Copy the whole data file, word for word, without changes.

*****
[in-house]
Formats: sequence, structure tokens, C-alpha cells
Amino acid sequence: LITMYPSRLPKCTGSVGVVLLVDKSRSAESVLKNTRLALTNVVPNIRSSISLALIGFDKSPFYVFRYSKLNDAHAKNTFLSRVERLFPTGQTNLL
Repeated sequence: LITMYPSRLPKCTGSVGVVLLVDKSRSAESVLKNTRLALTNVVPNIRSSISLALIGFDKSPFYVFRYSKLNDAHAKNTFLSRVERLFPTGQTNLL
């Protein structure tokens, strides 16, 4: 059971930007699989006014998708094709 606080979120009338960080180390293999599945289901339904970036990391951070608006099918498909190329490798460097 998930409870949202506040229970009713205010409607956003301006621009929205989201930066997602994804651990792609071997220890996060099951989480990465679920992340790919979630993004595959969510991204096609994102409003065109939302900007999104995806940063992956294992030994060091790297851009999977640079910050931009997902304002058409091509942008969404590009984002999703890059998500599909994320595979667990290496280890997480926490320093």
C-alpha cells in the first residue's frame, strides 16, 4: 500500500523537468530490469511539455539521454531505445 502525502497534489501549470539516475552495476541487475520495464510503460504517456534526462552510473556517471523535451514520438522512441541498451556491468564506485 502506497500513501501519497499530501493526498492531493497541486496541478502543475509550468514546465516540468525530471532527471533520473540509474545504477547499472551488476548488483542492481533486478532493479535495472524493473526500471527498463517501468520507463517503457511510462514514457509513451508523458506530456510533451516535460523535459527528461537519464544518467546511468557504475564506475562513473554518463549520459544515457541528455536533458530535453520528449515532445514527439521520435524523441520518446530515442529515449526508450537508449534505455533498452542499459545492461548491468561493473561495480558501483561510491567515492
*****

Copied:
[in-house]
Formats: sequence, structure tokens, C-alpha cells
Amino acid sequence: LITMYPSRLPKCTGSVGVVLLVDKSRSAESVLKNTRLALTNVVPNIRSSISLALIGFDKSPFYVFRYSKLNDAHAKNTFLSRVERLFPTGQTNLL
Repeated sequence: LITMYPSRLPKCTGSVGVVLLVDKSRSAESVLKNTRLALTNVVPNIRSSISLALIGFDKSPFYVFRYSKLNDAHAKNTFLSRVERLFPTGQTNLL
């Protein structure tokens, strides 16, 4: 059971930007699989006014998708094709 606080979120009338960080180390293999599945289901339904970036990391951070608006099918498909190329490798460097 998930409870949202506040229970009713205010409607956003301006621009929205989201930066997602994804651990792609071997220890996060099951989480990465679920992340790919979630993004595959969510991204096609994102409003065109939302900007999104995806940063992956294992030994060091790297851009999977640079910050931009997902304002058409091509942008969404590009984002999703890059998500599909994320595979667990290496280890997480926490320093």
C-alpha cells in the first residue's frame, strides 16, 4: 500500500523537468530490469511539455539521454531505445 502525502497534489501549470539516475552495476541487475520495464510503460504517456534526462552510473556517471523535451514520438522512441541498451556491468564506485 502506497500513501501519497499530501493526498492531493497541486496541478502543475509550468514546465516540468525530471532527471533520473540509474545504477547499472551488476548488483542492481533486478532493479535495472524493473526500471527498463517501468520507463517503457511510462514514457509513451508523458506530456510533451516535460523535459527528461537519464544518467546511468557504475564506475562513473554518463549520459544515457541528455536533458530535453520528449515532445514527439521520435524523441520518446530515442529515449526508450537508449534505455533498452542499459545492461548491468561493473561495480558501483561510491567515492